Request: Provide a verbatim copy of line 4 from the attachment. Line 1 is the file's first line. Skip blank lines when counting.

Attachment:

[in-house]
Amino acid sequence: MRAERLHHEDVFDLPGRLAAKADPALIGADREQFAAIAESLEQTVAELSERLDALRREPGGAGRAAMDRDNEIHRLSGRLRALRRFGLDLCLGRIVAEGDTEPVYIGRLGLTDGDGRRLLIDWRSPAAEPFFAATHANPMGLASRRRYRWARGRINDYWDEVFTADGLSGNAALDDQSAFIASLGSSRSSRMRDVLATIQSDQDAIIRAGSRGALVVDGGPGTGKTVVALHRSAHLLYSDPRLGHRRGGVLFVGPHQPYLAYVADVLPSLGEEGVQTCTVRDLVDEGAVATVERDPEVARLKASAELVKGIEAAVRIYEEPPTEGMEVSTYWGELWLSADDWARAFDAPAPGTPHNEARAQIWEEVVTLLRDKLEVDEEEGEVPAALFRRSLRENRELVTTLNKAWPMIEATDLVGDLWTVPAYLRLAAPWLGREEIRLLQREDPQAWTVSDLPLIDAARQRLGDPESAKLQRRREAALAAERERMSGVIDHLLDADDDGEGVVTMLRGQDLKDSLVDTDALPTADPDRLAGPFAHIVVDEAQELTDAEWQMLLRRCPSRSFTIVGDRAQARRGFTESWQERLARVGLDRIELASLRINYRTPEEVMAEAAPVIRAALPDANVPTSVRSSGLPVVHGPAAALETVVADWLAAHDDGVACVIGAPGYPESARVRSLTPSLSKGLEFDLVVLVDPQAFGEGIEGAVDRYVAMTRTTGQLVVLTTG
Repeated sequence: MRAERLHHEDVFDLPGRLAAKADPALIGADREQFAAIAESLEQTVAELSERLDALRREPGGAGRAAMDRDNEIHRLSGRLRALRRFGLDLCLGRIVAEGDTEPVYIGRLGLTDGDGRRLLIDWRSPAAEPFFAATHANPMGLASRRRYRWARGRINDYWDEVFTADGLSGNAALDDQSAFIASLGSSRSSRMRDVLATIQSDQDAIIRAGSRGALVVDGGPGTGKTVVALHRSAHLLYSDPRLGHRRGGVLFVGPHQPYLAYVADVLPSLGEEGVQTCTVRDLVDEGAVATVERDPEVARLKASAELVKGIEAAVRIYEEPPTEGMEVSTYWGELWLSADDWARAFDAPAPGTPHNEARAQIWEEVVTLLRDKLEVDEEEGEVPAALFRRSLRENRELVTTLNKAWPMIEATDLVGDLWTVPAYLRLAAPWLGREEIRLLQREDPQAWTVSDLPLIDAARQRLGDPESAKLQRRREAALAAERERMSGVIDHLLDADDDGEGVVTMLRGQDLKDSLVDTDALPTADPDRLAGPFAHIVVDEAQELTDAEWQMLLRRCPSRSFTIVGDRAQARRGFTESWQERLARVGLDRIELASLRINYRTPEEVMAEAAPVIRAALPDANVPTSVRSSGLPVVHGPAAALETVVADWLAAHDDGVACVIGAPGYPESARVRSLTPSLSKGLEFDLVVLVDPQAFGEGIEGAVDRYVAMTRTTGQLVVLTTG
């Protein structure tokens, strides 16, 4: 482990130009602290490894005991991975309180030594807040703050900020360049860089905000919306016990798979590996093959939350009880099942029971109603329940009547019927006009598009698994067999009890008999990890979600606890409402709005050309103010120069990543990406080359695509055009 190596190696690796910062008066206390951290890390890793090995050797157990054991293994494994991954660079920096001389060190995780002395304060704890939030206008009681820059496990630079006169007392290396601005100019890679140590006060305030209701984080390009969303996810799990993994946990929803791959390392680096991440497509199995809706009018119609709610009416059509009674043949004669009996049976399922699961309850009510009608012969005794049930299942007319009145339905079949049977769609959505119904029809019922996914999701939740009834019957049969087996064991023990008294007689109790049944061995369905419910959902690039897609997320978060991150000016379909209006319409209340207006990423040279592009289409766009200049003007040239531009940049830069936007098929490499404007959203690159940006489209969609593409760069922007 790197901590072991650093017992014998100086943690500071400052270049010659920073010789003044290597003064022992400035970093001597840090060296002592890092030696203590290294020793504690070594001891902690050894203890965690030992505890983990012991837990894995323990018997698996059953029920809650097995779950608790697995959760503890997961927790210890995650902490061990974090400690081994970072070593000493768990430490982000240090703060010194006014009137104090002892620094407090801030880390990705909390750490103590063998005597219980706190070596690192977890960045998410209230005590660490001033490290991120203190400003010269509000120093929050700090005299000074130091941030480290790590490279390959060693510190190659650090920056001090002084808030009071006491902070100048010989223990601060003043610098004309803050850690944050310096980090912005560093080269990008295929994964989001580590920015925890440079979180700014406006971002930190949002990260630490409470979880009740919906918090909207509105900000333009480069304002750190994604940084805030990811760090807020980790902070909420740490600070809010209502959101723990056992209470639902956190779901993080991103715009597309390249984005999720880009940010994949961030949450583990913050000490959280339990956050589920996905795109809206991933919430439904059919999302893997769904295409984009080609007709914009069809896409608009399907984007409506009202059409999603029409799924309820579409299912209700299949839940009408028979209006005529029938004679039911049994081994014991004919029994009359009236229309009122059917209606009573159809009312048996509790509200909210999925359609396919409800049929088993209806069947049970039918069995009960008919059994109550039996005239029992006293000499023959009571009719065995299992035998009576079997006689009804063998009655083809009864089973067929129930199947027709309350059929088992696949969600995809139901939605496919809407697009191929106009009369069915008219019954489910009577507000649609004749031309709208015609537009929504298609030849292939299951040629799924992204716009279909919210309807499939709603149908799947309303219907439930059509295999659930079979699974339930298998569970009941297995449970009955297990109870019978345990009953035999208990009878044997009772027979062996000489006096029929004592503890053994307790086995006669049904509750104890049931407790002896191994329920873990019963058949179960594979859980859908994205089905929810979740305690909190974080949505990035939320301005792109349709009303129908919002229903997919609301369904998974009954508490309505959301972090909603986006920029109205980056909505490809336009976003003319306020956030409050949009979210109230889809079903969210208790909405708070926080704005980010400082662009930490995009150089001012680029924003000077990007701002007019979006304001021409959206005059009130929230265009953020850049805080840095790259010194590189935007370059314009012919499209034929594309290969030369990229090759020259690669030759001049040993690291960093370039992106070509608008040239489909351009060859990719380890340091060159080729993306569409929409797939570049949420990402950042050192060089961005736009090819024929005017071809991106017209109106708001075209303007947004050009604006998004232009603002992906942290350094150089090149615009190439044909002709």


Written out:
């Protein structure tokens, strides 16, 4: 482990130009602290490894005991991975309180030594807040703050900020360049860089905000919306016990798979590996093959939350009880099942029971109603329940009547019927006009598009698994067999009890008999990890979600606890409402709005050309103010120069990543990406080359695509055009 190596190696690796910062008066206390951290890390890793090995050797157990054991293994494994991954660079920096001389060190995780002395304060704890939030206008009681820059496990630079006169007392290396601005100019890679140590006060305030209701984080390009969303996810799990993994946990929803791959390392680096991440497509199995809706009018119609709610009416059509009674043949004669009996049976399922699961309850009510009608012969005794049930299942007319009145339905079949049977769609959505119904029809019922996914999701939740009834019957049969087996064991023990008294007689109790049944061995369905419910959902690039897609997320978060991150000016379909209006319409209340207006990423040279592009289409766009200049003007040239531009940049830069936007098929490499404007959203690159940006489209969609593409760069922007 790197901590072991650093017992014998100086943690500071400052270049010659920073010789003044290597003064022992400035970093001597840090060296002592890092030696203590290294020793504690070594001891902690050894203890965690030992505890983990012991837990894995323990018997698996059953029920809650097995779950608790697995959760503890997961927790210890995650902490061990974090400690081994970072070593000493768990430490982000240090703060010194006014009137104090002892620094407090801030880390990705909390750490103590063998005597219980706190070596690192977890960045998410209230005590660490001033490290991120203190400003010269509000120093929050700090005299000074130091941030480290790590490279390959060693510190190659650090920056001090002084808030009071006491902070100048010989223990601060003043610098004309803050850690944050310096980090912005560093080269990008295929994964989001580590920015925890440079979180700014406006971002930190949002990260630490409470979880009740919906918090909207509105900000333009480069304002750190994604940084805030990811760090807020980790902070909420740490600070809010209502959101723990056992209470639902956190779901993080991103715009597309390249984005999720880009940010994949961030949450583990913050000490959280339990956050589920996905795109809206991933919430439904059919999302893997769904295409984009080609007709914009069809896409608009399907984007409506009202059409999603029409799924309820579409299912209700299949839940009408028979209006005529029938004679039911049994081994014991004919029994009359009236229309009122059917209606009573159809009312048996509790509200909210999925359609396919409800049929088993209806069947049970039918069995009960008919059994109550039996005239029992006293000499023959009571009719065995299992035998009576079997006689009804063998009655083809009864089973067929129930199947027709309350059929088992696949969600995809139901939605496919809407697009191929106009009369069915008219019954489910009577507000649609004749031309709208015609537009929504298609030849292939299951040629799924992204716009279909919210309807499939709603149908799947309303219907439930059509295999659930079979699974339930298998569970009941297995449970009955297990109870019978345990009953035999208990009878044997009772027979062996000489006096029929004592503890053994307790086995006669049904509750104890049931407790002896191994329920873990019963058949179960594979859980859908994205089905929810979740305690909190974080949505990035939320301005792109349709009303129908919002229903997919609301369904998974009954508490309505959301972090909603986006920029109205980056909505490809336009976003003319306020956030409050949009979210109230889809079903969210208790909405708070926080704005980010400082662009930490995009150089001012680029924003000077990007701002007019979006304001021409959206005059009130929230265009953020850049805080840095790259010194590189935007370059314009012919499209034929594309290969030369990229090759020259690669030759001049040993690291960093370039992106070509608008040239489909351009060859990719380890340091060159080729993306569409929409797939570049949420990402950042050192060089961005736009090819024929005017071809991106017209109106708001075209303007947004050009604006998004232009603002992906942290350094150089090149615009190439044909002709």